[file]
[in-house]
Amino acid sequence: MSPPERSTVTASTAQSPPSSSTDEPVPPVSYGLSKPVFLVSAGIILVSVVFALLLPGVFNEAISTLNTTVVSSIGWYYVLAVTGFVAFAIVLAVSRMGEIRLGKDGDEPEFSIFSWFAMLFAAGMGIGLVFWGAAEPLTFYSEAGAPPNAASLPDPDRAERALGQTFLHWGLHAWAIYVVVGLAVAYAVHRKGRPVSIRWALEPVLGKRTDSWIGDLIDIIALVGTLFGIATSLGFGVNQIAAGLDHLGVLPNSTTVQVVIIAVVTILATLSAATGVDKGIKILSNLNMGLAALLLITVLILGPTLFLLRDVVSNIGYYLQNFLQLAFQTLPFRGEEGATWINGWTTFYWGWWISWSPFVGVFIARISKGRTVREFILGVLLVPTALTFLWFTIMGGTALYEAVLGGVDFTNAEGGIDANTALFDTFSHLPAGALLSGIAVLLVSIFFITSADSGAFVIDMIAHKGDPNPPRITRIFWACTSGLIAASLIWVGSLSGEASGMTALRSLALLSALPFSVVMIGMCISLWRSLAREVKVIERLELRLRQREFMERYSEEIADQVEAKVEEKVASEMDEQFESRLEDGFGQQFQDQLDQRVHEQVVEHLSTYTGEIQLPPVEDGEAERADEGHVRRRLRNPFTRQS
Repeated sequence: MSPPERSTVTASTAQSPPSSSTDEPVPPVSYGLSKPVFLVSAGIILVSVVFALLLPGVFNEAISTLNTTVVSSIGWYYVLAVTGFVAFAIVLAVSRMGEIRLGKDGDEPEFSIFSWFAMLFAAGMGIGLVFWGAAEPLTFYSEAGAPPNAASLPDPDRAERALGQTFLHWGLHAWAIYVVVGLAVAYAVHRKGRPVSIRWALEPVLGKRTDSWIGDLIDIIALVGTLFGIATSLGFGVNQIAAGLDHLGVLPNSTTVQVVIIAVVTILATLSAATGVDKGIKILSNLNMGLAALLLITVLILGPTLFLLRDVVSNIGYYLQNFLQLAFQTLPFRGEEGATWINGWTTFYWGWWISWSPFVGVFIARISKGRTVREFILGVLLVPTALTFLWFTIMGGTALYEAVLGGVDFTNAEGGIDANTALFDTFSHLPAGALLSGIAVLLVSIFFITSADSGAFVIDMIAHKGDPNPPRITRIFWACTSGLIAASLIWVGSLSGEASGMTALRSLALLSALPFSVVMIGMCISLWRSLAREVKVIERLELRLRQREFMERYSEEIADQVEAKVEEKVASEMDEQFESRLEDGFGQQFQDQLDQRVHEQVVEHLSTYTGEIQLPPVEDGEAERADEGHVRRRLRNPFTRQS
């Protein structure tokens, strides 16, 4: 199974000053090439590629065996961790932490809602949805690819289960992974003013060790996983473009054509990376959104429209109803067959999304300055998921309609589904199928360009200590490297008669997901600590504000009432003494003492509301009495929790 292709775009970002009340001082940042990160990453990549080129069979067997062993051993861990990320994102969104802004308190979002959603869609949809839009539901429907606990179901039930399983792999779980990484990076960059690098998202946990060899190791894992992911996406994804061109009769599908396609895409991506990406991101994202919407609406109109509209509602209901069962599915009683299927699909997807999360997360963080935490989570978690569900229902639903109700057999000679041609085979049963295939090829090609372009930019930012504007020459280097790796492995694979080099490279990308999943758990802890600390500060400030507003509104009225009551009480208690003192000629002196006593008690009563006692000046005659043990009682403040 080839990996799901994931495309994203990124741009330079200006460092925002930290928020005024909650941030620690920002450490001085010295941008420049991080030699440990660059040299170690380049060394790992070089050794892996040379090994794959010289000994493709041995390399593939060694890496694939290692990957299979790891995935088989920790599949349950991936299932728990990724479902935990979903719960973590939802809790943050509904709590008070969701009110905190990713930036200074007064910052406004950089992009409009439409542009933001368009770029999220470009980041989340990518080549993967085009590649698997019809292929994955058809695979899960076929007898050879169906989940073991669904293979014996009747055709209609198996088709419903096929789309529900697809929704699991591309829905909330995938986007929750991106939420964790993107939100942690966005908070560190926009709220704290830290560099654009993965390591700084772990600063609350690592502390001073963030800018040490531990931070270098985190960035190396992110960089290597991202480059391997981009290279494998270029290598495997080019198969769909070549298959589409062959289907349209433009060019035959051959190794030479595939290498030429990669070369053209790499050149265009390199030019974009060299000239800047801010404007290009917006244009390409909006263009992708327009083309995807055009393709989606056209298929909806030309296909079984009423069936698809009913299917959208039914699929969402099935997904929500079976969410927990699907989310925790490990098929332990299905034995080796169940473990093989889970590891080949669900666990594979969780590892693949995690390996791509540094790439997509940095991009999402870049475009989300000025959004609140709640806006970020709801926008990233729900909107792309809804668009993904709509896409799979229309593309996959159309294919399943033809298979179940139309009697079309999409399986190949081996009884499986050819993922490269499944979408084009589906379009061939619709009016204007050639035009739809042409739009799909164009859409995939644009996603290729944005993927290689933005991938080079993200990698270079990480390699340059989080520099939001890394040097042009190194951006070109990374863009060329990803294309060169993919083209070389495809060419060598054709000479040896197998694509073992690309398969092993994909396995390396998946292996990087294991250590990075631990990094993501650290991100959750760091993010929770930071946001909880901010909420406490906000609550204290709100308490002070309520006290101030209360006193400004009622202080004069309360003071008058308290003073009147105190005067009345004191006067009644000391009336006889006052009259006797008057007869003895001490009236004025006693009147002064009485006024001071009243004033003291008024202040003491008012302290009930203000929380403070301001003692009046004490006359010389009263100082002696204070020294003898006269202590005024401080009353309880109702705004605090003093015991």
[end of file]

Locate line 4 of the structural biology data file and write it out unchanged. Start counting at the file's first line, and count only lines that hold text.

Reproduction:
């Protein structure tokens, strides 16, 4: 199974000053090439590629065996961790932490809602949805690819289960992974003013060790996983473009054509990376959104429209109803067959999304300055998921309609589904199928360009200590490297008669997901600590504000009432003494003492509301009495929790 292709775009970002009340001082940042990160990453990549080129069979067997062993051993861990990320994102969104802004308190979002959603869609949809839009539901429907606990179901039930399983792999779980990484990076960059690098998202946990060899190791894992992911996406994804061109009769599908396609895409991506990406991101994202919407609406109109509209509602209901069962599915009683299927699909997807999360997360963080935490989570978690569900229902639903109700057999000679041609085979049963295939090829090609372009930019930012504007020459280097790796492995694979080099490279990308999943758990802890600390500060400030507003509104009225009551009480208690003192000629002196006593008690009563006692000046005659043990009682403040 080839990996799901994931495309994203990124741009330079200006460092925002930290928020005024909650941030620690920002450490001085010295941008420049991080030699440990660059040299170690380049060394790992070089050794892996040379090994794959010289000994493709041995390399593939060694890496694939290692990957299979790891995935088989920790599949349950991936299932728990990724479902935990979903719960973590939802809790943050509904709590008070969701009110905190990713930036200074007064910052406004950089992009409009439409542009933001368009770029999220470009980041989340990518080549993967085009590649698997019809292929994955058809695979899960076929007898050879169906989940073991669904293979014996009747055709209609198996088709419903096929789309529900697809929704699991591309829905909330995938986007929750991106939420964790993107939100942690966005908070560190926009709220704290830290560099654009993965390591700084772990600063609350690592502390001073963030800018040490531990931070270098985190960035190396992110960089290597991202480059391997981009290279494998270029290598495997080019198969769909070549298959589409062959289907349209433009060019035959051959190794030479595939290498030429990669070369053209790499050149265009390199030019974009060299000239800047801010404007290009917006244009390409909006263009992708327009083309995807055009393709989606056209298929909806030309296909079984009423069936698809009913299917959208039914699929969402099935997904929500079976969410927990699907989310925790490990098929332990299905034995080796169940473990093989889970590891080949669900666990594979969780590892693949995690390996791509540094790439997509940095991009999402870049475009989300000025959004609140709640806006970020709801926008990233729900909107792309809804668009993904709509896409799979229309593309996959159309294919399943033809298979179940139309009697079309999409399986190949081996009884499986050819993922490269499944979408084009589906379009061939619709009016204007050639035009739809042409739009799909164009859409995939644009996603290729944005993927290689933005991938080079993200990698270079990480390699340059989080520099939001890394040097042009190194951006070109990374863009060329990803294309060169993919083209070389495809060419060598054709000479040896197998694509073992690309398969092993994909396995390396998946292996990087294991250590990075631990990094993501650290991100959750760091993010929770930071946001909880901010909420406490906000609550204290709100308490002070309520006290101030209360006193400004009622202080004069309360003071008058308290003073009147105190005067009345004191006067009644000391009336006889006052009259006797008057007869003895001490009236004025006693009147002064009485006024001071009243004033003291008024202040003491008012302290009930203000929380403070301001003692009046004490006359010389009263100082002696204070020294003898006269202590005024401080009353309880109702705004605090003093015991």